Every year Shutterfly gifts me with a free calendar. I hold my breath waiting for the online coupon to arrive in the mail.
When my kids were little, I was a faithful scrapbooker. In fact, I’d go on weekend retreats with other moms to scrapbook. We’d spend copious amounts of time cutting, decorating and creating spectacular photo layouts chronicling the year’s events. Looking back at those books, I see creativity and space to remember and document.
As life moves on, the scrapbooks were replaced with yearly Shutterfly calendars. The first year I felt like I was cheating on my scrapbook community. In about 3 hours, I would create a memory pictorial calendar and call it DONE!
In the midst of our basement refinish project this fall, I unearthed all the calendars I’ve done over these past several years. I took some time and glanced through them. Date boxes filled to the brim with the mundane; dentist appointments, several years filled with braces for three family members (me included – best decision ever was getting braces at 40). Play dates, soccer games, basketball tournaments, travel and dinners with friends and family.
Instead of seeing a cop out to memory making, I saw treasures in those month by month pages. Inside 12 pages of pictures and day to day calendar blocks is a detailed recording of how life has moved for our family.
It dawned on me what a treasure these simple little calendars have become.
Many of us started the quarantine gung ho on completing projects.
Do you have project fatigue with a hundred started but unfinished projects lying around?
Reason one for making a 2021 calendar?
Feel good about starting and finishing one project. In a time when you feel overwhelmed with the “to do” list and the thousand photos sitting on your computer waiting for something to be done, take three hours and complete something. Admiral McRaven shared that if if you wanna change the world, start off by making your bed. I say, if you wanna feel accomplished by one thing, download a few pictures, upload them to the Shutterfly calendar template and say “complete.”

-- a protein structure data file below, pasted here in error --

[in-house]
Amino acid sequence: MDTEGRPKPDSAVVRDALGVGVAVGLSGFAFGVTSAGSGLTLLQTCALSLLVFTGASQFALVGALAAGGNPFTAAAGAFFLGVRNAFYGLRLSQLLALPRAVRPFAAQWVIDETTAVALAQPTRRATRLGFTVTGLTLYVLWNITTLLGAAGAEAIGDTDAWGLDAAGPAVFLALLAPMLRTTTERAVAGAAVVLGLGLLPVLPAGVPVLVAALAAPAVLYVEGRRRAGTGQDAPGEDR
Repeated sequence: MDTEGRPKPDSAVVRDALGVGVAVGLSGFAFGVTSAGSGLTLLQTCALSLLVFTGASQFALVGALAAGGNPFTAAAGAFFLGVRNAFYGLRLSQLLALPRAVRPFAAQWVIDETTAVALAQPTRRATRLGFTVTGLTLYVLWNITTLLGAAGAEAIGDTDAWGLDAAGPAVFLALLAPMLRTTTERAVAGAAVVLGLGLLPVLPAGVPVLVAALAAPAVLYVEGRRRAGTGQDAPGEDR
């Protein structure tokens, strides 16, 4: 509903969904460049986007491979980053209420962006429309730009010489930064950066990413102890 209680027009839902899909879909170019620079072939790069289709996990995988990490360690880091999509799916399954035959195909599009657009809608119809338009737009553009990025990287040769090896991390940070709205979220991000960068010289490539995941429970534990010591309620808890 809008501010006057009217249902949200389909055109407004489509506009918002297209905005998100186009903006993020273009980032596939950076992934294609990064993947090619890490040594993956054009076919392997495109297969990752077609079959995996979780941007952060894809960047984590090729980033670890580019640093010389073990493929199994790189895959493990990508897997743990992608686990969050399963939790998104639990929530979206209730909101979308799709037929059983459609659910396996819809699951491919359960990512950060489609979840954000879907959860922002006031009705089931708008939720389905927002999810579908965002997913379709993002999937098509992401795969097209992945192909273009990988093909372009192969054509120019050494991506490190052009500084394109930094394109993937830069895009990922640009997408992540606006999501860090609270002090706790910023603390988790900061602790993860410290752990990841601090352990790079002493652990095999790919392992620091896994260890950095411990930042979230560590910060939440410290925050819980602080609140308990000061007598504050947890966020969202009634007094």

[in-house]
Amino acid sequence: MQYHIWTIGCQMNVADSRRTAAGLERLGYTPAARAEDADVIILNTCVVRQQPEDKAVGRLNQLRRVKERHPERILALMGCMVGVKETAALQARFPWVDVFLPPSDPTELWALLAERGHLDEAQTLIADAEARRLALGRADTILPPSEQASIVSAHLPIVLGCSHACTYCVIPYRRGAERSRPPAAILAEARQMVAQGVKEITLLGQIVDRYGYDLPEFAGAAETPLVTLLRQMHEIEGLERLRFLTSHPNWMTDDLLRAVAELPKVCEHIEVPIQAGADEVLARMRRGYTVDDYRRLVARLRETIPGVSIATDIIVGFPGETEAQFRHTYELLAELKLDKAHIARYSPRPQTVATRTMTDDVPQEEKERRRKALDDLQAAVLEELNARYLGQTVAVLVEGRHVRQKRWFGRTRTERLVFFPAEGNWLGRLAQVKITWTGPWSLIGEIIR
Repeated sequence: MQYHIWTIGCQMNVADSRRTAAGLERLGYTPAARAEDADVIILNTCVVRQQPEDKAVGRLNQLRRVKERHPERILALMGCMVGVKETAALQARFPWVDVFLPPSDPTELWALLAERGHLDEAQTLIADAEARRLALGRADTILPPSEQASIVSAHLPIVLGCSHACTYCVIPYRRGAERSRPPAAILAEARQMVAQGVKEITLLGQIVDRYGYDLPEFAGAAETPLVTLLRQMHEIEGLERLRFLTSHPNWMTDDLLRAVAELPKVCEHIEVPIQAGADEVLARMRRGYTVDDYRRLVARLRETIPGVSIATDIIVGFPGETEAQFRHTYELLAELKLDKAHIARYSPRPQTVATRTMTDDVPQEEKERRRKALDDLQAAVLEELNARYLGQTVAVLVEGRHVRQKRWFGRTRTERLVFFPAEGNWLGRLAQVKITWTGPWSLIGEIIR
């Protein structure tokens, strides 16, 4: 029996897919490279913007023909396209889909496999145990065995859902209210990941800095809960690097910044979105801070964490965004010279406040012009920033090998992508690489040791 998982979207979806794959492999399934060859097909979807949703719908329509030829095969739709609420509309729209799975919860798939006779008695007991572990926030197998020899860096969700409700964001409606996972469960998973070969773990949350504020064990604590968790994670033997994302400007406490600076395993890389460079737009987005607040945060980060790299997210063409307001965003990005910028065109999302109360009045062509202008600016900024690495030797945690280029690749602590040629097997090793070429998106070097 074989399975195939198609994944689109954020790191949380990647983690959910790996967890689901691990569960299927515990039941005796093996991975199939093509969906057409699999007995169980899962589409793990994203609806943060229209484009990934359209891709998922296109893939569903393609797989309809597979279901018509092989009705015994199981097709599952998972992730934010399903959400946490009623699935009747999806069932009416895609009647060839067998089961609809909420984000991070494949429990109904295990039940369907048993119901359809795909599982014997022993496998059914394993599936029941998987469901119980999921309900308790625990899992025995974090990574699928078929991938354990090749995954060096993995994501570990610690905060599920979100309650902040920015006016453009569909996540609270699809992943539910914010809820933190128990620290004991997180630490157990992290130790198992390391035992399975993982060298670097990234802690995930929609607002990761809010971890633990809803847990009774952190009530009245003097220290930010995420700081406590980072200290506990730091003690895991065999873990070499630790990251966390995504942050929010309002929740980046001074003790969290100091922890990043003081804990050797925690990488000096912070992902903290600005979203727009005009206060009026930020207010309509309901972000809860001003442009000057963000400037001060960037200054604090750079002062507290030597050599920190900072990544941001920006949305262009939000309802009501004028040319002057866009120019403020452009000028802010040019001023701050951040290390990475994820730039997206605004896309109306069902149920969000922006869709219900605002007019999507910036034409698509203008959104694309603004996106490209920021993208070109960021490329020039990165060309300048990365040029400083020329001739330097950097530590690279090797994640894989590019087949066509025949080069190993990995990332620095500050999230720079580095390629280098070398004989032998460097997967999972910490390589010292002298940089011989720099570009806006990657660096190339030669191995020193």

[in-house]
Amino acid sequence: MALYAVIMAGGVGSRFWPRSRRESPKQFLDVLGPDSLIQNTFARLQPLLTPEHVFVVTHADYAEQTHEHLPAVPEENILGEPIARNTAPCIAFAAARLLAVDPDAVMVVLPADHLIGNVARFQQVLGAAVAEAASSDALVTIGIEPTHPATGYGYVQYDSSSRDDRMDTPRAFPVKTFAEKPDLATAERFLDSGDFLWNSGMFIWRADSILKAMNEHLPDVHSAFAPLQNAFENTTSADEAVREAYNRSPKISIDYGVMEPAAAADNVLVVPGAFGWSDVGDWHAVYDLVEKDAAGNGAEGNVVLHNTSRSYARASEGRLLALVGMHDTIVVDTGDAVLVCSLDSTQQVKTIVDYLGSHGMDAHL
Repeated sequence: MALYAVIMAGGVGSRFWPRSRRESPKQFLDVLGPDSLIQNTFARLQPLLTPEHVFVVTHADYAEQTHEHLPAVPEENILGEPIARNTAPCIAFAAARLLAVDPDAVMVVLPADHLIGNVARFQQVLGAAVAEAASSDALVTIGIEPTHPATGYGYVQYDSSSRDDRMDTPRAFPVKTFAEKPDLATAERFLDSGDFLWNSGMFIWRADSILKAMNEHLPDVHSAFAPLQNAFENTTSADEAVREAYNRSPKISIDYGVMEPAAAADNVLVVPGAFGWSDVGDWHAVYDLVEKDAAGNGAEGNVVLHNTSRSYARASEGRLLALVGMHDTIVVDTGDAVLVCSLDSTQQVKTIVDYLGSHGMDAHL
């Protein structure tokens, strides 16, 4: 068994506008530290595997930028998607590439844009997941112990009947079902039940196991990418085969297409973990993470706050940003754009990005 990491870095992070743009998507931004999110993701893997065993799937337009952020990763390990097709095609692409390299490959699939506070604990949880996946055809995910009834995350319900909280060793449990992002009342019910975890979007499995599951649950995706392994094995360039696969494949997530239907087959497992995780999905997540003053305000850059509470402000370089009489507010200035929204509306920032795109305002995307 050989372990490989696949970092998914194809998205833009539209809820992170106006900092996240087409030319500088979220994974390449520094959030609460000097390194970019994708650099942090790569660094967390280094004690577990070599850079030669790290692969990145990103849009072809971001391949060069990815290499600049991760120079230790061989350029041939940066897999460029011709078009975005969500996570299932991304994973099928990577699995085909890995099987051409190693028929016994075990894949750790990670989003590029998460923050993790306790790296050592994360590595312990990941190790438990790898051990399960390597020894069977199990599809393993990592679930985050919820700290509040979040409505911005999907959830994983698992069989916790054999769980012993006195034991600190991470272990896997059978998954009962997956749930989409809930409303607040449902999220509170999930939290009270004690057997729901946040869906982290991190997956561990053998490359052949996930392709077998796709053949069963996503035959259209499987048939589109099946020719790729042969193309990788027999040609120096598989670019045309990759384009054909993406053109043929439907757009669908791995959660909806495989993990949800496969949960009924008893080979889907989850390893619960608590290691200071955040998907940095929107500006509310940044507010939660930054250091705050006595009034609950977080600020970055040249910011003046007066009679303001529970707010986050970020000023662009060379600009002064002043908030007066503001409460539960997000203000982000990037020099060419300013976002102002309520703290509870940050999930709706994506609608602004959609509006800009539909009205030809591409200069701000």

You might think your year was about toilet paper, quarantining, social distancing and masks. What I realized, as I looked through my pictures, was my year included a whole lot more. I believe you will too! My eldest daughter learned to bake bread. We camped with friends. Outdoor nights around the fire with friends were plentiful. Dog walking amped up. Hikes happened and many books were read, expanding my world. Sweet memories popped up as I began to go month by month through my Google pictures. Let yourself be surprised by all the good things that 2020 has brought you.
Reason three? You are a primary resource for the pandemic. The last major pandemic, the Spanish Flu, happened 100 years ago. Lest you think they all followed diligently with government mask mandates, you’d be wrong. Google the term “Mask slackers” and “Deadly Spit”. Your pictures could one day end up in a history book. If your pictures are all hanging out on your computer, they will linger long into digital history without any ability to share with the world because who can remember their password right?.
I’d encourage you to consider starting with a simple project. Go to Shutterfly, click on the calendar project and download a few of those photos. Laugh over the photos you pick, cry a little when you see how fast time has moved, remember the mundane snowstorms and cookie baking alongside the big trips and big moments.
If you feel stuck, pick out three or four photos per month. Download them to your computer. Once you’ve decided on your calendar template (I’m using this one for 2020), upload the pictures and quickly add them to the boxes. Shutterfly has simple tutorials if you get stuck. However, I have found it to be intuitive for all ages.
When the calendar arrives, hang it up and use it. Mark the moments of the week.
Trust me, while a simple thing, you just mind find a treasure in them as well.
The ordinary is ultimately what moves us most deeply. It’s what touches us, and it’s what we most recognize, in great moments of art.